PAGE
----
Madi Bolanos

Reporter

Madi Bolanos is the immigration and underserved communities reporter at Valley Public Radio. Before joining the station, she interned for POLITCO in Washington D.C. where she reported on US trade and agriculture as well as indigenous women’s issues during the Canadian election. She earned a bachelor’s degree in journalism with a minor in anthropology from San Francisco State University. Madi spent a semester studying at the Danish Media and Journalism School where she covered EU policies in Brussels and alleged police brutality at the Croatian-Serbian border. Originally from Fresno, she is happy to be back reporting on important issues in the San Joaquin Valley. 

Ezra David Romero / KVPR

The spread of COVID-19 is forcing many people to work from home, but for farmworkers that’s not an option.  

Take Eucebia and Alejandro; the couple asked to go by their first names only. They have three kids and no savings. In the past two weeks, they’ve been asked to leave two picking jobs, first in almonds, then in grapes. The second job at Fowler Packing only lasted two days before the contractor told them to leave.

“She said that there wasn't going to be any work, that everything had been canceled,” Eucebia said. 

Mayor Lee Brand announced a State of Emergency for the city of Fresno today in an effort to help the city receive state and federal funding.  

 

“I believe this is a sensible step to ensure the city of Fresno is in the best position to protect the people of Fresno,“ said Mayor Brand.

In compliance with Governor Gavin Newsom’s announcement last week, the Mayor advised people 65 years or older to remain indoors. Hoping to lead by example, Brand said he will begin working from home as “much as possible.” 

 

 

The McFarland City Council appointed a new mayor Thursday to replace former Mayor Manuel Cantu. Cantu quit in February after the city declined a proposal that would allow The GEO Group, Inc. to turn two state prisons into immigration detention centers. GEO has since appealed that decision.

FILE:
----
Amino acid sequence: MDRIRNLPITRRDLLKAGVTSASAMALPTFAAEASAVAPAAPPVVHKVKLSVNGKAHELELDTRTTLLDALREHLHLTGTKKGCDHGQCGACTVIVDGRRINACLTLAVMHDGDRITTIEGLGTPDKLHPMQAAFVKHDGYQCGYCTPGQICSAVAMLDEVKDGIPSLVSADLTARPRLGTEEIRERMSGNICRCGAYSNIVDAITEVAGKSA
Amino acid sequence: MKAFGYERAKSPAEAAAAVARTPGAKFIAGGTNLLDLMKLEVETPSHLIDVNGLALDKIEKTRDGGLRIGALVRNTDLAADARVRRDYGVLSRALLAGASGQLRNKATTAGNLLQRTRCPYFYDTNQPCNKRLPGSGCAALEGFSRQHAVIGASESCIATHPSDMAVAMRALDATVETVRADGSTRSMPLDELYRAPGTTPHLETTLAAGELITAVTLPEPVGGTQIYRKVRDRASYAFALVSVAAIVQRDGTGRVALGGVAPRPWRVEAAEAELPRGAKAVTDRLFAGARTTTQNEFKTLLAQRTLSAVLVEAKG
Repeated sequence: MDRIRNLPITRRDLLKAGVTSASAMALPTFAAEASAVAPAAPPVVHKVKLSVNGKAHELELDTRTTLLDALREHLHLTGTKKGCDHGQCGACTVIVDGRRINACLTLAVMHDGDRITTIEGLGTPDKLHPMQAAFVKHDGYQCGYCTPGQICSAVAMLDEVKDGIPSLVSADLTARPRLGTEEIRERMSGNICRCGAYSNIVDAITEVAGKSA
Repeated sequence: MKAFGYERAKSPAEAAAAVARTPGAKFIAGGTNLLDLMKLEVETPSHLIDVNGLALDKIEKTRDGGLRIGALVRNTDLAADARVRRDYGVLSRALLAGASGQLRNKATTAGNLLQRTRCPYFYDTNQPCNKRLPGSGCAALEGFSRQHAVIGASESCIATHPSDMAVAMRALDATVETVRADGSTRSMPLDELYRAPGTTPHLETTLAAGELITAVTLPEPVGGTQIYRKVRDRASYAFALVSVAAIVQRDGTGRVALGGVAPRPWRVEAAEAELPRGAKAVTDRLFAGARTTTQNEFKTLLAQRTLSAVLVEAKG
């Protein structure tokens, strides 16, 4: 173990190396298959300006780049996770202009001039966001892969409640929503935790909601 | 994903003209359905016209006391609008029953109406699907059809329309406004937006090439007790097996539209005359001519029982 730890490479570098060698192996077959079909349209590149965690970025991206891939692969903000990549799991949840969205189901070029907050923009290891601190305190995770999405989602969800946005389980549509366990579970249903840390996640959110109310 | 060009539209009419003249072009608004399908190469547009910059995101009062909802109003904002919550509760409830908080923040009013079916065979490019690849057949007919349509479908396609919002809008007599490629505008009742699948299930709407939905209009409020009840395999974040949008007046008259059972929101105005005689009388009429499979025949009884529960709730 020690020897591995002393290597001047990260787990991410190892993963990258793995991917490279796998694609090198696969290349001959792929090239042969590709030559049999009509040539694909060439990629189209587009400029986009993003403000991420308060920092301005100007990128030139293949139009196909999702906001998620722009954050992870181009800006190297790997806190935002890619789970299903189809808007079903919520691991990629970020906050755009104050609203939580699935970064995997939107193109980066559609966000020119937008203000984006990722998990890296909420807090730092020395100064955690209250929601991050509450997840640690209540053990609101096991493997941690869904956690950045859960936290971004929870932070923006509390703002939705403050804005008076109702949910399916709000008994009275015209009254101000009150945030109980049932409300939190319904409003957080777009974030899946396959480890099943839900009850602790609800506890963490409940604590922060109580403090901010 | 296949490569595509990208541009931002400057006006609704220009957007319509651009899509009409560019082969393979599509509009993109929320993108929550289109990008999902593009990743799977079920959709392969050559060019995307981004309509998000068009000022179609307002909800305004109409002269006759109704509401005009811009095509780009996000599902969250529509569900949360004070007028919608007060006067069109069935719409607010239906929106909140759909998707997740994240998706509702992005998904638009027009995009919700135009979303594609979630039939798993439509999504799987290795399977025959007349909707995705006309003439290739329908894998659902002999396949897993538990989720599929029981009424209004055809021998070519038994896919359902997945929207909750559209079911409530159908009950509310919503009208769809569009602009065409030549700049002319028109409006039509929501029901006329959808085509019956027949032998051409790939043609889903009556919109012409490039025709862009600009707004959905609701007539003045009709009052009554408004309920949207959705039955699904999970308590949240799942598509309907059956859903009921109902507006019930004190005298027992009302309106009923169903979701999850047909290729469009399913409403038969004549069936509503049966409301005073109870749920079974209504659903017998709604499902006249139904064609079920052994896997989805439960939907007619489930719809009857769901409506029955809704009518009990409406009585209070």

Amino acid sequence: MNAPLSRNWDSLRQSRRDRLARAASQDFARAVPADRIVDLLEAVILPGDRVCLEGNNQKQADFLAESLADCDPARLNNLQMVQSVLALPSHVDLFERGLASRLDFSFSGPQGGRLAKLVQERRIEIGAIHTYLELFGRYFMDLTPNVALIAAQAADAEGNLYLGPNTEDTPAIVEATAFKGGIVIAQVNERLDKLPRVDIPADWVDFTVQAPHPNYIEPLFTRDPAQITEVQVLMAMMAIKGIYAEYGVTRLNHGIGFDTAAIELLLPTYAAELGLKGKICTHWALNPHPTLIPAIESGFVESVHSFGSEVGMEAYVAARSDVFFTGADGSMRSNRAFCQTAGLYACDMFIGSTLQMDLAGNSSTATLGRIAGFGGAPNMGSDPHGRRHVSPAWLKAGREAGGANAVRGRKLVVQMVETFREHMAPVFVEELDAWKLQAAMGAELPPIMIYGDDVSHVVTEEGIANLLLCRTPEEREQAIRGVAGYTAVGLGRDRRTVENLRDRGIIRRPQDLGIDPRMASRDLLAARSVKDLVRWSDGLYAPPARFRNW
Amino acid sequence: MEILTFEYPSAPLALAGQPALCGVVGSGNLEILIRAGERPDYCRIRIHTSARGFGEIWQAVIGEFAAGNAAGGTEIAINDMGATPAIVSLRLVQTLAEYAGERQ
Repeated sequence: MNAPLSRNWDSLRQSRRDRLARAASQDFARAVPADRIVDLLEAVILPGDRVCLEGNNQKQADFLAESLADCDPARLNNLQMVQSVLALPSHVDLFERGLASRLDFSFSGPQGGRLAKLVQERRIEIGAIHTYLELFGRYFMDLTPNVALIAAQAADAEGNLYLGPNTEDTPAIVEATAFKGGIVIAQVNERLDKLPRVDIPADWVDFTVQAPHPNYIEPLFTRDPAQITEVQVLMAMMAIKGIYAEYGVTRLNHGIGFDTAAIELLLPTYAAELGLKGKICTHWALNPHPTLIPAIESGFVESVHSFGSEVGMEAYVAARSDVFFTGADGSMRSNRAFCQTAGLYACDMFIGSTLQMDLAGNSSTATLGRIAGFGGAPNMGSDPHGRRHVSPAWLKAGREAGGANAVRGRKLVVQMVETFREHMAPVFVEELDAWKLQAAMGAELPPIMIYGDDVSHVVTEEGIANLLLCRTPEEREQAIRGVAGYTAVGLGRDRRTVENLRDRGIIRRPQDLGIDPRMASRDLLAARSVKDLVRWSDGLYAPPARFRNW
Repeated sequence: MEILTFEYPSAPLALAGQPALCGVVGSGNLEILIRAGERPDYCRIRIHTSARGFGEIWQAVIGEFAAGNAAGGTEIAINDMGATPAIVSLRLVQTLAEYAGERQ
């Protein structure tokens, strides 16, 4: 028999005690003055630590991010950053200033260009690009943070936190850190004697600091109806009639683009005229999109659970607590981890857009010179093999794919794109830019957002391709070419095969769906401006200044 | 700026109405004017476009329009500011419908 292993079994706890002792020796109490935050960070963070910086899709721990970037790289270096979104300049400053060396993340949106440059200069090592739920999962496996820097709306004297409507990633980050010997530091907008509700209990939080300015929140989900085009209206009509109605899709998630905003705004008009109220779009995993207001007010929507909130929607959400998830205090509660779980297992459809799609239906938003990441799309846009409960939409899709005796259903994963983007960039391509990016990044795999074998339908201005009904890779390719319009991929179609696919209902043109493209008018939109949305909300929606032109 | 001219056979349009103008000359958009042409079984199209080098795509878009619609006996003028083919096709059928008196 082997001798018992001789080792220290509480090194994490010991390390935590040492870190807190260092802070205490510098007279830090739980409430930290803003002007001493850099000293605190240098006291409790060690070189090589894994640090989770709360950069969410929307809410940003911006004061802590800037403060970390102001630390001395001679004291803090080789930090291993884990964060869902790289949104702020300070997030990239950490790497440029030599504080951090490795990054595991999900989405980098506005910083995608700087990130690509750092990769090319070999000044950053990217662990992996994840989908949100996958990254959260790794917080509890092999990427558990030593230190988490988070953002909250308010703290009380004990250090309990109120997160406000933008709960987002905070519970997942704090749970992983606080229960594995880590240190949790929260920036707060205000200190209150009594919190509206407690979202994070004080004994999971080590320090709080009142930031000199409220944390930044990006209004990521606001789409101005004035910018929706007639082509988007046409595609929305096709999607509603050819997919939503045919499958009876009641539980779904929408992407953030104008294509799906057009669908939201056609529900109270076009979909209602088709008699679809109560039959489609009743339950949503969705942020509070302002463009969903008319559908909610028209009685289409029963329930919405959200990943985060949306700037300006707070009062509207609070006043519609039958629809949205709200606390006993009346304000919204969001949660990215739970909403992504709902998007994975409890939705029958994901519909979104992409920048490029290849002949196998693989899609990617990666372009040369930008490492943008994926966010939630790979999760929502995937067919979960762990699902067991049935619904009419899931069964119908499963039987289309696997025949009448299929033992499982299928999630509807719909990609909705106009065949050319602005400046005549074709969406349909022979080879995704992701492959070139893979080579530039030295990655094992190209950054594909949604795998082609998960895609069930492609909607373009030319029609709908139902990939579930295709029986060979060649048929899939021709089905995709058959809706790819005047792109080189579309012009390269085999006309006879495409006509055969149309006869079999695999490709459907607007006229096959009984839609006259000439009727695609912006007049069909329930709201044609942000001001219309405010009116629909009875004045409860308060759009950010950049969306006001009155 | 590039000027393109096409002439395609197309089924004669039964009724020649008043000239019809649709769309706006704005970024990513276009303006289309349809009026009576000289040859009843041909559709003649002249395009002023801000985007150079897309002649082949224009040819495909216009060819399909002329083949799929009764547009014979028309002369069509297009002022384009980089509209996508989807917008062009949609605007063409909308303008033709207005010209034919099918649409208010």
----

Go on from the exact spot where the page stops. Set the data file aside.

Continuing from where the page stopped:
Council member Sally Gonzalez was appointed mayor, but most of the residents who attended the meeting were more concerned about the appeals case. 

This week on Valley Edition: COVID-19 cases are on the rise in California, but what does that mean for the San Joaquin Valley? We learn how the disease is affecting our healthcare system, education and the economy and we get some advice on how not to panic. 

We also interview an author whose latest book was inspired by murders in the 1980s committed by the so-called “Lords of Bakersfield.”

And, we check in with StoryCorp San Joaquin. You’ll hear the first of many segments  coming straight from the Valley.

 

Madi Bolanos

A Sikh church in the small town of San Joaquin is now a historical landmark. The Fresno County Board of Supervisors made it official Tuesday. It’s the third Sikh historical landmark in California, but the first in Fresno County. 

The San Joaquin Gurdwara was created in the early 1980s. Members of the Sikh community put together their earnings in order to purchase the building that is now their place of worship. 

 

On this week’s Valley Edition: A new exhibit celebrates a 1970s-era magazine that highlighted the achievements of African Americans in Fresno. We speak with one of its founders about why he started it.

Plus, we delve into the history of Yemeni farm workers in the San Joaquin Valley, and how the death of Nagi Daifallah and Arab nationalism complicated a multicultural movement in the UFW.

We also take a look at what’s new this year at Fresno’s Rogue Festival. 

Listen to those stories and more on the podcast above.

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